[Dshield] Fun with passwords

Frank Knobbe frank at knobbe.us
Thu Jul 10 15:29:44 GMT 2008


On Tue, 2008-07-08 at 04:26 -0400, Chris Brenton wrote:
> Could also be an older hash system like DES or LanMan. BTW, most folks
> don't realize that the NoLMHash reg key still gets set to "0" by
> default. So if your users have a 14 character or less password a LanMan
> hash is getting created that is a whole lot easier to crack than its NT
> hash equivalent (not that an NT hash without salt is all that strong but
> its at least better than LanMan).

I know this thread started around SSH passwords, but expanded along the
way. I don't believe that discussion the strength of hashes is of value
anymore when tools like pass-the-hash allow you access to machines
simply by knowing/using the hash, not the actual password (of course all
the recommendations to date, ie NTLMv2 only, still apply).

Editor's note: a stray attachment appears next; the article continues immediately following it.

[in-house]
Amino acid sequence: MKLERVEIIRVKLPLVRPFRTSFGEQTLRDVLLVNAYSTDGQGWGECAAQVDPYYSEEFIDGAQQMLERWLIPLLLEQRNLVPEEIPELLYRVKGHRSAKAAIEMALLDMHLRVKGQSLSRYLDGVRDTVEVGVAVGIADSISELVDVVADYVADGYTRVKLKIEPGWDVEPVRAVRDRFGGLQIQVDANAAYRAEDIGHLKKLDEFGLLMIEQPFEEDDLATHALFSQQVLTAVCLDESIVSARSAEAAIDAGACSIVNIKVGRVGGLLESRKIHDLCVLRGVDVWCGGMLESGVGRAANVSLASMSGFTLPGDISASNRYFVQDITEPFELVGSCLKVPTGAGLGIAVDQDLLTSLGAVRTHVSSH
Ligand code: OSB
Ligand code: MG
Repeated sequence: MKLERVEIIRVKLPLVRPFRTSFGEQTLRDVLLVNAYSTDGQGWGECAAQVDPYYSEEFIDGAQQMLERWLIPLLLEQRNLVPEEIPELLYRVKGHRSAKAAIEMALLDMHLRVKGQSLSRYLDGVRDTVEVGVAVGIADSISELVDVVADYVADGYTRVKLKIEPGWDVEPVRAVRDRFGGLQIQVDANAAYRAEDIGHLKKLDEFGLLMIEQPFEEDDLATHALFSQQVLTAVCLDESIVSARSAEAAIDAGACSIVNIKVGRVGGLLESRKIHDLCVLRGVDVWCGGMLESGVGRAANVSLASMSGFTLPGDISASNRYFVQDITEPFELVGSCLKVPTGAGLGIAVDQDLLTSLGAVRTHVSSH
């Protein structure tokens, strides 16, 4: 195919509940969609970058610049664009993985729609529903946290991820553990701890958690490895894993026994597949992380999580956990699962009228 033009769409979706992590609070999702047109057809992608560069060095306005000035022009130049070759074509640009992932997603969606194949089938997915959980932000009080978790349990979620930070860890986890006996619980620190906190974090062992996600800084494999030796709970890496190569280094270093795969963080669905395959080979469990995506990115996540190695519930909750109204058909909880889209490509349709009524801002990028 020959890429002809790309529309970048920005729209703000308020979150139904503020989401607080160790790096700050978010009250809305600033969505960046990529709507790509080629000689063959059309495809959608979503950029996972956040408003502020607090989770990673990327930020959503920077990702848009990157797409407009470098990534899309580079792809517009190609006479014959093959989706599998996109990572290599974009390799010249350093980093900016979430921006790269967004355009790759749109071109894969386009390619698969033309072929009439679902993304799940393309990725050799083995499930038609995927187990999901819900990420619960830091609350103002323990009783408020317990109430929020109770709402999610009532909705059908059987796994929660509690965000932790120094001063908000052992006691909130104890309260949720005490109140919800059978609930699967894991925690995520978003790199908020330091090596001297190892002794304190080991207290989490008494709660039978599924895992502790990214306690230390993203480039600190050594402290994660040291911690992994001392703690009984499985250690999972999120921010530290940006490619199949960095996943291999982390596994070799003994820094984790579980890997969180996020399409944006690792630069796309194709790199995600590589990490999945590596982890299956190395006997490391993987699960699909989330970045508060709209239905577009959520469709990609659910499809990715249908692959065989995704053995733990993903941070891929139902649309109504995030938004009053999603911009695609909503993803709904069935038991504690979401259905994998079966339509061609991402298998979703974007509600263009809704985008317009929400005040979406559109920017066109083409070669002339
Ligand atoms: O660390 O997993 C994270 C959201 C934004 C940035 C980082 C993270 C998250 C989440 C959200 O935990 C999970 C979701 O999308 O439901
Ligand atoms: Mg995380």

I wouldn't be surprised if over the course of the coming year(s) we
start to realize how broken the SMB protocol really is and start working
with or recommending alternatives authentication mechanisms in the
Windows world. However, I'm not convinced that MS Kerberos will be
answer as I fear that the MS version might contain flaws as well (ticket
replay attacks?).

I think it's high-time to investigate alternative, 3rd party, strong
authentication solutions to replace the current, native ones.

Cheers,
Frank

PS: In a recent pentest, the client had a 50+ character NTLM-only
password for the renamed Domain Admin account, but we still compromised
the network and accessed all resources with Domain Admin rights. It
wasn't really the clients fault as they configured everything perfectly
(with one minor exception). I do believe that it was Microsofts fault.

-- 
It is said that the Internet is a public utility. As such, it is best
compared to a sewer. A big, fat pipe with a bunch of crap sloshing
against your ports.

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